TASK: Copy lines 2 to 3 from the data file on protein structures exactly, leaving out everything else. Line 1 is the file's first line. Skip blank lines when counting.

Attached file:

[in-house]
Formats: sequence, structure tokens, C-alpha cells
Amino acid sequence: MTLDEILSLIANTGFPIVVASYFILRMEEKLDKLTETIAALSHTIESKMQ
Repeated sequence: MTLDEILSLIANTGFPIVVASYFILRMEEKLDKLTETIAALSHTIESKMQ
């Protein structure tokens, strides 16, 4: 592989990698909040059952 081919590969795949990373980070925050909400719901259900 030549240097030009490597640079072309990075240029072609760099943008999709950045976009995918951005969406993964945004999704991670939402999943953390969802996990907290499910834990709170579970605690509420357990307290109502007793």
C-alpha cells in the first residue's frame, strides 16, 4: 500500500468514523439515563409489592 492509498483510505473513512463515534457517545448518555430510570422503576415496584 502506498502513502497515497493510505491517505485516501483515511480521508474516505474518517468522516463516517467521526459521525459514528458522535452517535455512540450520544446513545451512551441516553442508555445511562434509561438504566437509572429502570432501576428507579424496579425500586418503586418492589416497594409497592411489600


Formats: sequence, structure tokens, C-alpha cells
Amino acid sequence: MTLDEILSLIANTGFPIVVASYFILRMEEKLDKLTETIAALSHTIESKMQ